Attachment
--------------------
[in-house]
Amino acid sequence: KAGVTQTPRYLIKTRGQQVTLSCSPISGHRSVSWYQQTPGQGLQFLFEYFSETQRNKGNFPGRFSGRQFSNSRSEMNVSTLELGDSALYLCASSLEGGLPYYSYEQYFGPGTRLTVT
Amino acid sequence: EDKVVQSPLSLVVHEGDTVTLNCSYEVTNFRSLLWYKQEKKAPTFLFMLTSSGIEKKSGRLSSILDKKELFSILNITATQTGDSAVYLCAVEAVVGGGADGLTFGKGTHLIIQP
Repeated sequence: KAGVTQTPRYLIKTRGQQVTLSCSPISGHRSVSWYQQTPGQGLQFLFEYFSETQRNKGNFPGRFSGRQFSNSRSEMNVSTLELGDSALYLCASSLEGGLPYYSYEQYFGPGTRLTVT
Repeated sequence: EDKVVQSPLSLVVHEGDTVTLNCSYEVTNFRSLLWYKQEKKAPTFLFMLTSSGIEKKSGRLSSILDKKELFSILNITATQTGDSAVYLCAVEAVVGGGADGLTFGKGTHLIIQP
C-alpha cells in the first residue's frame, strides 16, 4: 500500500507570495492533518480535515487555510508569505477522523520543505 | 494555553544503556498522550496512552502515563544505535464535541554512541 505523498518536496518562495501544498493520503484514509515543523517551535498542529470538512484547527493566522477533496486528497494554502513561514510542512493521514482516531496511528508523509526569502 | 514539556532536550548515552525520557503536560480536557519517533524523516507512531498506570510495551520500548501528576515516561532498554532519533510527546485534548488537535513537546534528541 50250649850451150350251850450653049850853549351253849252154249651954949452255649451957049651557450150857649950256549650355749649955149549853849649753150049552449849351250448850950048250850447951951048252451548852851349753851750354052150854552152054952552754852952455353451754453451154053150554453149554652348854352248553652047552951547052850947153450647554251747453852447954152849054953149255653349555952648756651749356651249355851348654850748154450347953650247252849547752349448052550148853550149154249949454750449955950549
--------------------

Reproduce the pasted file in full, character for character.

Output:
[in-house]
Amino acid sequence: KAGVTQTPRYLIKTRGQQVTLSCSPISGHRSVSWYQQTPGQGLQFLFEYFSETQRNKGNFPGRFSGRQFSNSRSEMNVSTLELGDSALYLCASSLEGGLPYYSYEQYFGPGTRLTVT
Amino acid sequence: EDKVVQSPLSLVVHEGDTVTLNCSYEVTNFRSLLWYKQEKKAPTFLFMLTSSGIEKKSGRLSSILDKKELFSILNITATQTGDSAVYLCAVEAVVGGGADGLTFGKGTHLIIQP
Repeated sequence: KAGVTQTPRYLIKTRGQQVTLSCSPISGHRSVSWYQQTPGQGLQFLFEYFSETQRNKGNFPGRFSGRQFSNSRSEMNVSTLELGDSALYLCASSLEGGLPYYSYEQYFGPGTRLTVT
Repeated sequence: EDKVVQSPLSLVVHEGDTVTLNCSYEVTNFRSLLWYKQEKKAPTFLFMLTSSGIEKKSGRLSSILDKKELFSILNITATQTGDSAVYLCAVEAVVGGGADGLTFGKGTHLIIQP
C-alpha cells in the first residue's frame, strides 16, 4: 500500500507570495492533518480535515487555510508569505477522523520543505 | 494555553544503556498522550496512552502515563544505535464535541554512541 505523498518536496518562495501544498493520503484514509515543523517551535498542529470538512484547527493566522477533496486528497494554502513561514510542512493521514482516531496511528508523509526569502 | 514539556532536550548515552525520557503536560480536557519517533524523516507512531498506570510495551520500548501528576515516561532498554532519533510527546485534548488537535513537546534528541 50250649850451150350251850450653049850853549351253849252154249651954949452255649451957049651557450150857649950256549650355749649955149549853849649753150049552449849351250448850950048250850447951951048252451548852851349753851750354052150854552152054952552754852952455353451754453451154053150554453149554652348854352248553652047552951547052850947153450647554251747453852447954152849054953149255653349555952648756651749356651249355851348654850748154450347953650247252849547752349448052550148853550149154249949454750449955950549